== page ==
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Scientists Can Now Reconstruct Speech Through Soundproof Glass By Watching A Bag Of Potato Chips

Scientists Can Now Reconstruct Speech Through Soundproof Glass By Watching A Bag Of Potato Chips

Remember those scenes from a James Bond flick or that sci-fi television show where forensics can reconstruct sounds from a crime scene just using a CCTV footage? Well that’s now possible!

That bag of potato chips can tell what you’re saying. A group of MIT researchers figuring out a way to make that bag of chips tell them everything that you said.

By pointing a video camera at the bag while the audio is playing or someone is speaking, researchers can detect tiny vibrations in it that are caused by the sound. On replaying that recording, they can read those very vibrations and translate them back into the original sound, music or speech.


While a bag of chips is just one of the examples where this method can work, the researchers have found success with it elsewhere, including when watching plant leaves and the surface of a glass of water. While the vibrations that the camera is picking up aren’t observable to the human eye, seemingly anything observable to a camera can work here. For the most part the researchers used a high-speed camera to pick up the vibrations, even using it to detect them on a potato chip bag filmed 15-feet away and through a pane of soundproof glass. Even without a high-speed camera though, researchers were able to use a common digital camera to pick up basic audio information.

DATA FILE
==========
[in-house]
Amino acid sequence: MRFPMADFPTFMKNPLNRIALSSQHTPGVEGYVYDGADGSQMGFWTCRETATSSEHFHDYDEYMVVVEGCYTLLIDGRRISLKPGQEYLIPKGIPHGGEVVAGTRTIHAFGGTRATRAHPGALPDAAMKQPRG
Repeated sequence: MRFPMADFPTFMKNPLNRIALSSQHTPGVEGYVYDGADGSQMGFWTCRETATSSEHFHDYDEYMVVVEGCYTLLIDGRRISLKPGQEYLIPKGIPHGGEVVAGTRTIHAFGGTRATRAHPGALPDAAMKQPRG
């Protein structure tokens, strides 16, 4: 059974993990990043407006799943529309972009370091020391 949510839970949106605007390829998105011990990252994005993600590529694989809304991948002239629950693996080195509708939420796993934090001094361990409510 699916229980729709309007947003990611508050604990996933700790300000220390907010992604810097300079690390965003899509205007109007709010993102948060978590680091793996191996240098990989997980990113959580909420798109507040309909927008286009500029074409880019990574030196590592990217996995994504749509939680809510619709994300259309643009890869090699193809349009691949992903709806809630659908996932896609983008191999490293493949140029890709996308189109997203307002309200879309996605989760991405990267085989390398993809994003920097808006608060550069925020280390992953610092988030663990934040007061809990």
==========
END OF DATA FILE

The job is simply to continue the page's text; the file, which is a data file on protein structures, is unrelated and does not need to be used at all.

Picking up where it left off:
“We’re scientists, and sometimes we watch these movies, like James Bond, and we think, ‘This is Hollywood theatrics. It’s not possible to do that. This is ridiculous.’ And suddenly, there you have it,” says Alexei Efros, a University of California at Berkeley researcher. “This is totally out of some Hollywood thriller. You know that the killer has admitted his guilt because there’s surveillance footage of his potato chip bag vibrating.” The research is being described in a paper that will be published at the computer graphics conference Siggraph.

Want to get the geeky details, read the full report on MIT News.

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